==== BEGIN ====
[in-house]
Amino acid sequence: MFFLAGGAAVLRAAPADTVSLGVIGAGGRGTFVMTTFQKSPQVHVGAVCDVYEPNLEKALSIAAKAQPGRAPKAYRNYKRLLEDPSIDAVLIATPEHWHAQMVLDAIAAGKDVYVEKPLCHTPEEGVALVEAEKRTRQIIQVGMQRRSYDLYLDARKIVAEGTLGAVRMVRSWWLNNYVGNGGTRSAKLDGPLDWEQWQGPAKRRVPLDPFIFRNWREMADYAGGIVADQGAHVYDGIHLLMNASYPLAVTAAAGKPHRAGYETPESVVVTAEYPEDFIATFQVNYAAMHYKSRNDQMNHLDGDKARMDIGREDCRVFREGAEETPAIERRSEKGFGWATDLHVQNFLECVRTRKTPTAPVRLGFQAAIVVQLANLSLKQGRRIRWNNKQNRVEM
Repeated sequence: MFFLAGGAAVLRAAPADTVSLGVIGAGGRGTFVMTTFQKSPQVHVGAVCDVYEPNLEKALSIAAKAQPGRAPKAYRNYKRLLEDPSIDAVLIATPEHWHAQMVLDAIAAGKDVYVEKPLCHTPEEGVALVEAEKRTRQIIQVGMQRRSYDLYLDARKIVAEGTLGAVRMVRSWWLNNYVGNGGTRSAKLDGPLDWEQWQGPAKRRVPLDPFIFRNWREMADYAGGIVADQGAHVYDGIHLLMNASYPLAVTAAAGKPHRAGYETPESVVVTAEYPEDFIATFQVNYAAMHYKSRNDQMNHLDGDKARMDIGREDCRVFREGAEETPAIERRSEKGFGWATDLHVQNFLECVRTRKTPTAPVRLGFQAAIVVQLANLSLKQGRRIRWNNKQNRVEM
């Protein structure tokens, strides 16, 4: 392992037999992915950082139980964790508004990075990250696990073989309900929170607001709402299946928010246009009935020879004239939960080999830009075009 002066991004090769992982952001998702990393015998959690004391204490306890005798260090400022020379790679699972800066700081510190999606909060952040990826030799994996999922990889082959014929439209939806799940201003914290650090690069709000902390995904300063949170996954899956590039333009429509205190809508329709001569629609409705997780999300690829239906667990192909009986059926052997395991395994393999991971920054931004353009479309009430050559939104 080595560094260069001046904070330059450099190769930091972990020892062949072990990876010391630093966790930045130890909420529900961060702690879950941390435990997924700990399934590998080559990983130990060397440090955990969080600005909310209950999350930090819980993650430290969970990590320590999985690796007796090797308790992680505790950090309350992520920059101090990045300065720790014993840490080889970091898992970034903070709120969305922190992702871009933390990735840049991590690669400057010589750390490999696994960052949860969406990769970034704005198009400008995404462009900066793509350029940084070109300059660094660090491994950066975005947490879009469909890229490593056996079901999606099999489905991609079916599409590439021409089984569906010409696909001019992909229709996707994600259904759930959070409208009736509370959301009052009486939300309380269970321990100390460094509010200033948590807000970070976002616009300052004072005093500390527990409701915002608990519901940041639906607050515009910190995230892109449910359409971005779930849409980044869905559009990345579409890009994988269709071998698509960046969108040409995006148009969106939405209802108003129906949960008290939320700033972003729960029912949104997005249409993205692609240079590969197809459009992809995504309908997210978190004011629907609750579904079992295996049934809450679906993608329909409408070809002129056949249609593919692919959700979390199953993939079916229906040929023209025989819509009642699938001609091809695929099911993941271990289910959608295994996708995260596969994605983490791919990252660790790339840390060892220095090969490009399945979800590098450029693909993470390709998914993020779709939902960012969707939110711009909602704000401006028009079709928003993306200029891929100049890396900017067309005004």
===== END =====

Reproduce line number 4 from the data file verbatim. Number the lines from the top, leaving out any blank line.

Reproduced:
């Protein structure tokens, strides 16, 4: 392992037999992915950082139980964790508004990075990250696990073989309900929170607001709402299946928010246009009935020879004239939960080999830009075009 002066991004090769992982952001998702990393015998959690004391204490306890005798260090400022020379790679699972800066700081510190999606909060952040990826030799994996999922990889082959014929439209939806799940201003914290650090690069709000902390995904300063949170996954899956590039333009429509205190809508329709001569629609409705997780999300690829239906667990192909009986059926052997395991395994393999991971920054931004353009479309009430050559939104 080595560094260069001046904070330059450099190769930091972990020892062949072990990876010391630093966790930045130890909420529900961060702690879950941390435990997924700990399934590998080559990983130990060397440090955990969080600005909310209950999350930090819980993650430290969970990590320590999985690796007796090797308790992680505790950090309350992520920059101090990045300065720790014993840490080889970091898992970034903070709120969305922190992702871009933390990735840049991590690669400057010589750390490999696994960052949860969406990769970034704005198009400008995404462009900066793509350029940084070109300059660094660090491994950066975005947490879009469909890229490593056996079901999606099999489905991609079916599409590439021409089984569906010409696909001019992909229709996707994600259904759930959070409208009736509370959301009052009486939300309380269970321990100390460094509010200033948590807000970070976002616009300052004072005093500390527990409701915002608990519901940041639906607050515009910190995230892109449910359409971005779930849409980044869905559009990345579409890009994988269709071998698509960046969108040409995006148009969106939405209802108003129906949960008290939320700033972003729960029912949104997005249409993205692609240079590969197809459009992809995504309908997210978190004011629907609750579904079992295996049934809450679906993608329909409408070809002129056949249609593919692919959700979390199953993939079916229906040929023209025989819509009642699938001609091809695929099911993941271990289910959608295994996708995260596969994605983490791919990252660790790339840390060892220095090969490009399945979800590098450029693909993470390709998914993020779709939902960012969707939110711009909602704000401006028009079709928003993306200029891929100049890396900017067309005004």